I've read the help pages and other guidance on subjective questions, I am trying to keep this question as objective as possible, so I'm going to ask up front that people stick to backing any response with facts, first-hand experiences or examples.

My work is blocking email services, they claim for security reasons,

At work You are correct, we block SMTP and other email services to unknown servers from the Internal network as a security precaution.

That said we can make exceptions so if you can send me:

  1. The server(s) involved
  2. The ports you need (25,143,110 etc)

What are the main concerns when deciding to whether to allow these services?

My thoughts so far are not very objective, hence why I need some more professional help;

  • Social engineering? People browsing non-work emails may have poor spam filters and inadvertently click on links to malicious websites, however I don't have any objective evidence that this would be a valid concern for the company... at least any more so than people browsing the web (which is totally unfiltered)

  • I don't believe it to be an attempt to boost productivity as social media websites are not blocked, much better targets for employee time wasting these days.

  • They haven't by default made exceptions for the most common email services, suggesting they still mistrust those and want to discourage email use as much as possible.

4 Answers 4


This is usually a damage limitation procedure, so that if a system within the network gets infected with spam-sending malware (which used to be really common, and is still a fairly common payload for botnets), it doesn't cause reputational damage to the business, or cause the legitimate business email to be classed as spam, due to coming from the same source as junk mail.

For businesses, this may also make it easier to ensure that all outgoing email goes through a known server, to add signatures or legal notices.


My work is blocking email services,... What are the main concerns when deciding to whether to allow these services?

First, keeping arbitrary email services open is not needed for company mail. Thus the main reason users might want this is to have access to private mail from inside the company network, maybe also by using private computers or mobile devices.

Offering a way to send mail using private accounts or systems can cause various security problems:

  • The access could be used for sending spam or other bad mail. This could be done by malicious users or by infected systems. Since the origin of this mail (i.e. IP address) is the company this could impact the reputation and maybe put the company at spam related blacklist. This itself could impact the ability of the company to send important work related mails.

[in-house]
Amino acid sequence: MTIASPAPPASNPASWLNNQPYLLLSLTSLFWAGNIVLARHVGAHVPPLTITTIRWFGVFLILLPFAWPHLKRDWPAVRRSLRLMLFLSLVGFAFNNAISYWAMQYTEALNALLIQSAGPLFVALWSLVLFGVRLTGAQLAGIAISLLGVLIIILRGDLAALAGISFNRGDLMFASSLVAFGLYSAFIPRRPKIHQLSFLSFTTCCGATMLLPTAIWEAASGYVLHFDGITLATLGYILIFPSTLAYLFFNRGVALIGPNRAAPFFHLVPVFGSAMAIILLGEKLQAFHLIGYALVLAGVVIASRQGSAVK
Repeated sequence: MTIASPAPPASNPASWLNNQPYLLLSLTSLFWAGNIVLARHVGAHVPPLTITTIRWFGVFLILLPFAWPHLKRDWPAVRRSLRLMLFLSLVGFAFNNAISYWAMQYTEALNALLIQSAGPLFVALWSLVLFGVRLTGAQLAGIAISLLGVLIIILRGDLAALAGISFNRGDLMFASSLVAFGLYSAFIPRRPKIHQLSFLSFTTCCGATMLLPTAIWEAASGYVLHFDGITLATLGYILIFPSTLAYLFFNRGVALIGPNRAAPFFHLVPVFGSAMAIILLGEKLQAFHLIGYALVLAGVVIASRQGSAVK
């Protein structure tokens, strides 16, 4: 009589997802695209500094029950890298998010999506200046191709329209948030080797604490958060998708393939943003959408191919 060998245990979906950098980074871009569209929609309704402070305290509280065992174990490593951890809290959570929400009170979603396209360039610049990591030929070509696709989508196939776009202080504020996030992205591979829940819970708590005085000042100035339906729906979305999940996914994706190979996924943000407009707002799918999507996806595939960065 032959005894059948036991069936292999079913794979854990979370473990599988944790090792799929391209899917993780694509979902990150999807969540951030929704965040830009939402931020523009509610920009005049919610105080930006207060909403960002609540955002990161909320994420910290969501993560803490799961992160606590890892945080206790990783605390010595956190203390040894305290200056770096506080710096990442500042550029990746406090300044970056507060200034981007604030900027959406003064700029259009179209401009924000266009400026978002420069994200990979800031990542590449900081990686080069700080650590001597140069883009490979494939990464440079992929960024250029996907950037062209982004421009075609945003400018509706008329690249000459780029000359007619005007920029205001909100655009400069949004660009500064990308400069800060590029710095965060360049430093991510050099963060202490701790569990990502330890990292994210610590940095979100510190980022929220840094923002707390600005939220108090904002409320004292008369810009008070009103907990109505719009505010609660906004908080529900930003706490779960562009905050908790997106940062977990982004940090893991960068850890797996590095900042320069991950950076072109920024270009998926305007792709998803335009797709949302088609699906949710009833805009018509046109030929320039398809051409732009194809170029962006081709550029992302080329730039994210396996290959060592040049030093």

• Data leakage, i.e. using private mail to send company data to the outside world. Of course there are lots of other ways to do this but many users rethink what they are doing if the most obvious way to do it is blocked. Data leakage is often caused by non-malicious workers who just try to take work related information home in order to continue work there.

As for allowing to receive mail on private accounts from inside the company: This is definitely a problem of malware and phishing. In lot of environments it is not allowed to monitor access to private mail which means that you either allow unmonitored access and accept the risk or simply block it.


Aside from the thing you mentioned, it may also be a Data Loss Prevention measure, making sure people do not send out or transfer company information using personal email.


They might be blocking any outgoing connection which is not on port 80 and 443 for security reasons. It makes sense allowing systems to do exactly what they need to do and not more. And a whitelist approach usually works much better than a blacklist approach.

Sure, an attacker might use port 443 to extract information or control malware for exactly this reason, but you never know. It also makes it harder to use BitTorrent or other software which is not work-related.

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